The West Fork Des Moines River and Heron Lake Total Maximum Daily Load report found North and South Heron Lake to be impaired for phosphorus. This grant provides an opportunity to decrease phosphorus levels by using cover crops to reduce sediment, nutrients, and pesticide movement to surface water. The root systems of the cover crops would break up compaction to allow for better water infiltration.

Coffee and cookies will be served. The event will be held rain or shine. Dress accordingly for the weather and be prepared to walk. To register, send an email to jan.voit@mysmbs.com or call 507-793-2462.

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Water policy report: How to move forward on Minnesota’s water challenges

EQB Water Policy Report 2015

The Minnesota Environmental Quality Board’s Water Policy Report is organized as a menu of options to move beyond the status quo on water challenges. It provides a framework to continue a broad conversation on water policy with local and state implementation partners. The report includes voluntary and regulatory solutions as well as proposing system changes that harness market forces and look to change cultural expectations. Finally, in some areas, more study is needed to best determine how to take action.

Key findings from the report include:

  • Minnesota is a global leader in water: Water concerns are a global issue and Minnesota water technology industries are leading the way in innovations to clean, reuse, and more efficiently use water for the whole world. This sector employs more than 13,500 Minnesotans, pays above average wages, and puts Minnesota in the top 10 in technology export and patents.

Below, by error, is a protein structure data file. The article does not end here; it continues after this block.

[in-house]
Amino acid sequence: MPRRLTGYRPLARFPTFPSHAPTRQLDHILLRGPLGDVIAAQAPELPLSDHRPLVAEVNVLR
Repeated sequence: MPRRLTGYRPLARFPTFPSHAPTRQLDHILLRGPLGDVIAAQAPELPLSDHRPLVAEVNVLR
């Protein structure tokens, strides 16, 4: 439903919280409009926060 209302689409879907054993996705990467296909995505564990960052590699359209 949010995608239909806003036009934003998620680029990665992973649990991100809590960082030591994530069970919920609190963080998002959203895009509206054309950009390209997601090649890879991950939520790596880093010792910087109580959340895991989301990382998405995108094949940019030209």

• Minnesotans need to protect their waters: Living plant cover and green infrastructure reduce runoff and increase infiltration on urban and agricultural lands. These practices hold water on the landscape, filter contaminants, and reduce runoff.
  • Minnesotans need to identify vulnerabilities and increase the resilience of all communities. Flooding is becoming a reality for more Minnesotans as extreme rainfall events increase. And while not all parts of the state have water supply issues, many wells have shown decreased water levels in recent years.

The Environmental Quality Board is made up of nine Minnesota agency heads and five citizen members. In addition to other duties, the board provides leadership and coordination across agencies on priority environmental issues that are multi-jurisdictional and multi-dimensional, as well as provide opportunities for public access and engagement.

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Study examines relationship between retired ag land and health of aquatic life in Minnesota River basin

MN River aquatic life monitoring site map